Secretary position Motzkus said the district received eight applications for the secretary position, currently held by Helen Murray, who will be retiring later this year.
Of the eight, four applicants were interviewed on June 12, and ranked accordingly. One person was chosen and will first go through a background check and drug screening before starting. She’s expected to fill the fulltime position July 10.
The CPUD is still searching to fill the vacancy left by outgoing board member John Knopp. So far, no one has shown an interest in the open seat. Anyone registered to vote in the district that may be interested in joining the board can contact the CPUD at 258-2171.
Fire Chief’s report, Emergency Services Division
Chester Fire Chief Joe Waterman was not available for the board meeting, but was able to provide his monthly report in written form.
Capt. Chris Dean was tasked with reading the report to the board instead.
“We have completed lot inspections throughout the district,” Dean said, adding that violation forms have already been filled out and mailed to those property owners who need to remove fire hazards from their properties.
Dean said Waterman has submitted multiple documents for the Ground Emergency Medical Transport grant that helps the district with its ambulance billings.
“We have not received the official request from FEMA to begin the audit,” on the recent purchase of the diesel exhaust capture system recently installed in the station’s emergency vehicle bay, Dean said.
He said he was very confident that the necessary documentation required by the agency would be available once the department is notified to submit information on the exhaust system’s expenditures.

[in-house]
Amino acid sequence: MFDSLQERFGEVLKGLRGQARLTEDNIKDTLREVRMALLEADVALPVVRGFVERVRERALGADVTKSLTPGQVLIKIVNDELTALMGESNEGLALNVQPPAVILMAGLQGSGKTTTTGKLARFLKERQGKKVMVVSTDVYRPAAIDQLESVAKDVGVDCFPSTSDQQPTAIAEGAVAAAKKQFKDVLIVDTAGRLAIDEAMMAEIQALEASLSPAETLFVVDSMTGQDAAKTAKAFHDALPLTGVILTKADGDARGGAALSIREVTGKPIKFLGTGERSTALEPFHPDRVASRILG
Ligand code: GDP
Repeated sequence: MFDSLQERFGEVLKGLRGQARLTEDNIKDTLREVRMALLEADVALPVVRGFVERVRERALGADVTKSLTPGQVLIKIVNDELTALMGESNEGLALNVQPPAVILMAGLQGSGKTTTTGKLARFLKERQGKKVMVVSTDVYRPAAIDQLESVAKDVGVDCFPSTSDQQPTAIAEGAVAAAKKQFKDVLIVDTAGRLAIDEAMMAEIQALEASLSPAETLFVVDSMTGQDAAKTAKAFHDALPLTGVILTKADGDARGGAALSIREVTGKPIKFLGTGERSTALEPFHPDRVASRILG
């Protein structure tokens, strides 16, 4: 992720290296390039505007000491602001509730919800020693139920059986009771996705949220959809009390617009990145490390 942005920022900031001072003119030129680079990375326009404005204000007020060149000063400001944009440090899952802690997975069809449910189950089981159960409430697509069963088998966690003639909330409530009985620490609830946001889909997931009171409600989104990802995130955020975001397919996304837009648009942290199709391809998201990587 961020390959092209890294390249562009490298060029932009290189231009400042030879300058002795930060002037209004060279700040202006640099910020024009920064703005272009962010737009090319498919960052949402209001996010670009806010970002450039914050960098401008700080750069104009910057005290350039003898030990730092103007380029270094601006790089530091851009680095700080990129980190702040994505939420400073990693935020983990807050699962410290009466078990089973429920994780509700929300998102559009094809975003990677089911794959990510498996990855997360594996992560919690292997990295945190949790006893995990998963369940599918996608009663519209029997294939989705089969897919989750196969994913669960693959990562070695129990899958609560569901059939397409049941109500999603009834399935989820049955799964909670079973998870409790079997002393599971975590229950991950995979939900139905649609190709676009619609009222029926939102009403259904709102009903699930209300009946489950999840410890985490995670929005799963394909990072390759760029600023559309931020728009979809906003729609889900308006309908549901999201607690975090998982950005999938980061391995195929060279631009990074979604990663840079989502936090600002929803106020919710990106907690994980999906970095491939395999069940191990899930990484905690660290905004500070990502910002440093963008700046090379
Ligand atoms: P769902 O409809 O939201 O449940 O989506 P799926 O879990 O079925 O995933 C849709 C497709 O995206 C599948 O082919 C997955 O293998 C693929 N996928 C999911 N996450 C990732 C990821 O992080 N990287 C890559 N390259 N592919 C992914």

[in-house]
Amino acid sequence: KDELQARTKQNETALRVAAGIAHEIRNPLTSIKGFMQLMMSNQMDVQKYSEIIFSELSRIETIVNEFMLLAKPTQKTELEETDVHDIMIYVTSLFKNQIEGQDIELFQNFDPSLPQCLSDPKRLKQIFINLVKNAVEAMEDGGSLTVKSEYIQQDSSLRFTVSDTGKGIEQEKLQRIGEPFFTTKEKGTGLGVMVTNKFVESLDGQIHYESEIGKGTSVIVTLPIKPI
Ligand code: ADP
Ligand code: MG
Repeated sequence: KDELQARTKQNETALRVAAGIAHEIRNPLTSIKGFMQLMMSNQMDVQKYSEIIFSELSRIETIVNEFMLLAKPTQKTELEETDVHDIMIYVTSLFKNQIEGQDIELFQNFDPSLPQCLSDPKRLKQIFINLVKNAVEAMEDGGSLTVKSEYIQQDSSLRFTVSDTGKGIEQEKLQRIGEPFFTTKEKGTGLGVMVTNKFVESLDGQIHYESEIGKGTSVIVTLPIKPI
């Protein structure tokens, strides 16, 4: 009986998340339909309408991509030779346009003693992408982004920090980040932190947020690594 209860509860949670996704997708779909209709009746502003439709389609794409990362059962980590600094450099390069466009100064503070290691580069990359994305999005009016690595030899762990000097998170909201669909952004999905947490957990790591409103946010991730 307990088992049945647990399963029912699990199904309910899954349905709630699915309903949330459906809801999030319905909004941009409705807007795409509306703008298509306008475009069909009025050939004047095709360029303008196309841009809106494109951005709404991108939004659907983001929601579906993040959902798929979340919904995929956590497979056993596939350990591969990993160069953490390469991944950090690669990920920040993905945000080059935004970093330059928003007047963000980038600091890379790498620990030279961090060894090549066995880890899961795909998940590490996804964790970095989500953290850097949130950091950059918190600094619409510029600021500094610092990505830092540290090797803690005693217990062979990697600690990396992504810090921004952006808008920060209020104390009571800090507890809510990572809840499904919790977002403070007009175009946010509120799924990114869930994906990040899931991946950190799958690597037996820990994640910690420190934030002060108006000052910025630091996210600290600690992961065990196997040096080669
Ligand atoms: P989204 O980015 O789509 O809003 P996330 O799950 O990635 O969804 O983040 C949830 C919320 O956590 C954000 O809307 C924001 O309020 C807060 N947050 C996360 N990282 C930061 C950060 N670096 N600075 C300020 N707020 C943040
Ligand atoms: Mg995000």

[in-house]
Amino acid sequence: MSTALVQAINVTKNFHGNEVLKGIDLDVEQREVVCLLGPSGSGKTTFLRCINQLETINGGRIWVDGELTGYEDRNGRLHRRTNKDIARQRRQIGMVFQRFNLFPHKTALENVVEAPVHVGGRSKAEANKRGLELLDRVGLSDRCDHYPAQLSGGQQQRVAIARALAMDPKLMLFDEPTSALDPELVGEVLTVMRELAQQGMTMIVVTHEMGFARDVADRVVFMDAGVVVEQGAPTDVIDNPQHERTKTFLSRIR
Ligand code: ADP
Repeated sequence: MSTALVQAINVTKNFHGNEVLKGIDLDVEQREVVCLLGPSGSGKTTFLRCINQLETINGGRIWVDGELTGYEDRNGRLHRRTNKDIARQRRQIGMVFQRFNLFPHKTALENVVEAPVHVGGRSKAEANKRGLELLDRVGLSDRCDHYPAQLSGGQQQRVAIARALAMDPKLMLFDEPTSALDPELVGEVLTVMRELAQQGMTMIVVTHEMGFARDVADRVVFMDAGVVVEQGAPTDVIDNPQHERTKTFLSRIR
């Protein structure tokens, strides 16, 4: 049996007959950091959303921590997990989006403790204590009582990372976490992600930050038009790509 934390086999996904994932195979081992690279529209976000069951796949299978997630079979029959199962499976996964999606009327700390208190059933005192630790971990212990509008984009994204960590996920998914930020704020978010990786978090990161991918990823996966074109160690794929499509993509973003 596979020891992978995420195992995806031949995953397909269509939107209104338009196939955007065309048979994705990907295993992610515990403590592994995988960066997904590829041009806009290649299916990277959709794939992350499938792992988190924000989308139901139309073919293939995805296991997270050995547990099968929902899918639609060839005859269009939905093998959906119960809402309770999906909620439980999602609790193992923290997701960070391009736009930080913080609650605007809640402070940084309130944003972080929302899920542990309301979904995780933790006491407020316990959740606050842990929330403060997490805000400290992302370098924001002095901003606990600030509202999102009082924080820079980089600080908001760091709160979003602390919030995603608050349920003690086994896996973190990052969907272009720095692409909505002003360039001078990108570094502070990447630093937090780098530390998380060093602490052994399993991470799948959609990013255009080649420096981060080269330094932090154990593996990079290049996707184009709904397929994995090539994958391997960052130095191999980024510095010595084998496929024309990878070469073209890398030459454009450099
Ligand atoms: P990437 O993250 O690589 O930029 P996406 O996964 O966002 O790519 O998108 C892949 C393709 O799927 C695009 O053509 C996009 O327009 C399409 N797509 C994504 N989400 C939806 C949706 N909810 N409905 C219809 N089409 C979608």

Emergency vehicle repair
Dean said the station’s Type 3 engine has been red-tagged and removed from service after its annual inspection revealed the need to repair multiple hydraulic leaks and replacement of a few safety items.
“We’re looking into the cost of repairs, but its likely to be significant,” Dean said, reading from Waterman’s report. The engine has been moved to a nearby hangar for storage until there’s more information on the cost of repairs and to formulate a plan to move forward, he said.
“At some point we need to make a decision as to what we’re going to do,” referring to the high cost considerations in repairing the fire engine.
In addition, the department’s Type 1 engine is out of service as well, Dean noted. “We’re awaiting a new alternator,” which was expected to arrive shortly, he said, placing the engine back in service promptly.
Also reported, the Office of Emergency Services out of Quincy delivered a used water tender last month to Chester Fire for use during fire season or at routine structure or vegetation fires in town.
Waterman said in his report that training and familiarization is going well, as most personnel have had a chance to drive and operate the vehicle.
“There are a few mechanical issues that will need to be resolved,” prior to putting the vehicle in service, Dean said, adding that a slight delay is expected since any expenditure over $100 must first be approved by OES.
The water tender had its first response locally to Melissa Avenue in Chester on June 15, to help extinguish a fire caused by someone lighting a cottonwood tree on fire, which damaged a nearby carport.
Dean wanted to emphasize to property owners and the general public to be aware that the cottony-covered seeds from the cottonwood are easily ignited, with flames spreading quickly, and have been the cause of a number of fires including two structure fires several years ago.
Dean mentioned that the fire department had made extra arrangements in positioning its assets in preparation for the recently held Fourth of July festivities to prevent fires from the possible misuse of fireworks.
During the month of June, there were two fire responses, 18 EMS responses by paramedics in Chester, two traffic collisions and eight inter-facility flight transfers to airports for emergency treatments outside Chester.
The next CPUD board meeting is scheduled for Tuesday, July 18, at 3 p.m., and open to the public.